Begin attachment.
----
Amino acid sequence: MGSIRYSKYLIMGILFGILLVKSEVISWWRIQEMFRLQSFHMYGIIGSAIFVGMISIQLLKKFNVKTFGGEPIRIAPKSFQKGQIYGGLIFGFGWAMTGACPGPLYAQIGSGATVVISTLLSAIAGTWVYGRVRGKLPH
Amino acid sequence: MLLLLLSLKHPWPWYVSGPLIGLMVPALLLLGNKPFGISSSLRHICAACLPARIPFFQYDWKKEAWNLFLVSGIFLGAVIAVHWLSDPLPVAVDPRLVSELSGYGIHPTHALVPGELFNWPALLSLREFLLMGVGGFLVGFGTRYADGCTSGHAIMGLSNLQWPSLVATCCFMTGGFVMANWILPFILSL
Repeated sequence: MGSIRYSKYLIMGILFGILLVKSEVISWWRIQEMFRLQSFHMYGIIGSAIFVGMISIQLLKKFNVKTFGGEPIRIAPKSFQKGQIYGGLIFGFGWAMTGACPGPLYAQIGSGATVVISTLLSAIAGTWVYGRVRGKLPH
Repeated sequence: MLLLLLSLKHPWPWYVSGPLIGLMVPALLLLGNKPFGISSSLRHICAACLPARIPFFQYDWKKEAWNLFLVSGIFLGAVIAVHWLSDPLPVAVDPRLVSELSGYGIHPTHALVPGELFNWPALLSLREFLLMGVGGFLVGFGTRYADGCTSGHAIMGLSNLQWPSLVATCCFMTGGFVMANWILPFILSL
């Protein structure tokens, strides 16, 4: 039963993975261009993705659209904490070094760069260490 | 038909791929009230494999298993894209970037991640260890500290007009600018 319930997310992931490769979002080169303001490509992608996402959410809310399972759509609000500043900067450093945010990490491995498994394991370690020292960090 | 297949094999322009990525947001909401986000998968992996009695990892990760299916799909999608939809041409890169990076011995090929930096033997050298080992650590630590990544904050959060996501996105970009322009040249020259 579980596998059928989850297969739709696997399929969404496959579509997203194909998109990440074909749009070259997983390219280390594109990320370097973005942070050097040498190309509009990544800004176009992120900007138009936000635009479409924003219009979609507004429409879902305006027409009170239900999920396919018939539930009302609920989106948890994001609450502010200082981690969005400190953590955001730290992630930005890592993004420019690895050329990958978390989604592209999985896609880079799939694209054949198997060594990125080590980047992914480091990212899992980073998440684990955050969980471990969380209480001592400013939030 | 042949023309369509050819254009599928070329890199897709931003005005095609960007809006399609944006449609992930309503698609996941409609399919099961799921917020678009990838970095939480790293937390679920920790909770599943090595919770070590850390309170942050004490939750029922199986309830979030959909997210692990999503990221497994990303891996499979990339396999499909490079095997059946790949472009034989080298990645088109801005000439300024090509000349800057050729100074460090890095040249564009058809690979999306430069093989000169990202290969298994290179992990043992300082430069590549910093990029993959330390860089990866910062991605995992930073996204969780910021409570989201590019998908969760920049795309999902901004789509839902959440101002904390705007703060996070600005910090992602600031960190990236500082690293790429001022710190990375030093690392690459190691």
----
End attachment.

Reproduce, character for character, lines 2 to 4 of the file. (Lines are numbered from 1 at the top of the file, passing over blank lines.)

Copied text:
Amino acid sequence: MLLLLLSLKHPWPWYVSGPLIGLMVPALLLLGNKPFGISSSLRHICAACLPARIPFFQYDWKKEAWNLFLVSGIFLGAVIAVHWLSDPLPVAVDPRLVSELSGYGIHPTHALVPGELFNWPALLSLREFLLMGVGGFLVGFGTRYADGCTSGHAIMGLSNLQWPSLVATCCFMTGGFVMANWILPFILSL
Repeated sequence: MGSIRYSKYLIMGILFGILLVKSEVISWWRIQEMFRLQSFHMYGIIGSAIFVGMISIQLLKKFNVKTFGGEPIRIAPKSFQKGQIYGGLIFGFGWAMTGACPGPLYAQIGSGATVVISTLLSAIAGTWVYGRVRGKLPH
Repeated sequence: MLLLLLSLKHPWPWYVSGPLIGLMVPALLLLGNKPFGISSSLRHICAACLPARIPFFQYDWKKEAWNLFLVSGIFLGAVIAVHWLSDPLPVAVDPRLVSELSGYGIHPTHALVPGELFNWPALLSLREFLLMGVGGFLVGFGTRYADGCTSGHAIMGLSNLQWPSLVATCCFMTGGFVMANWILPFILSL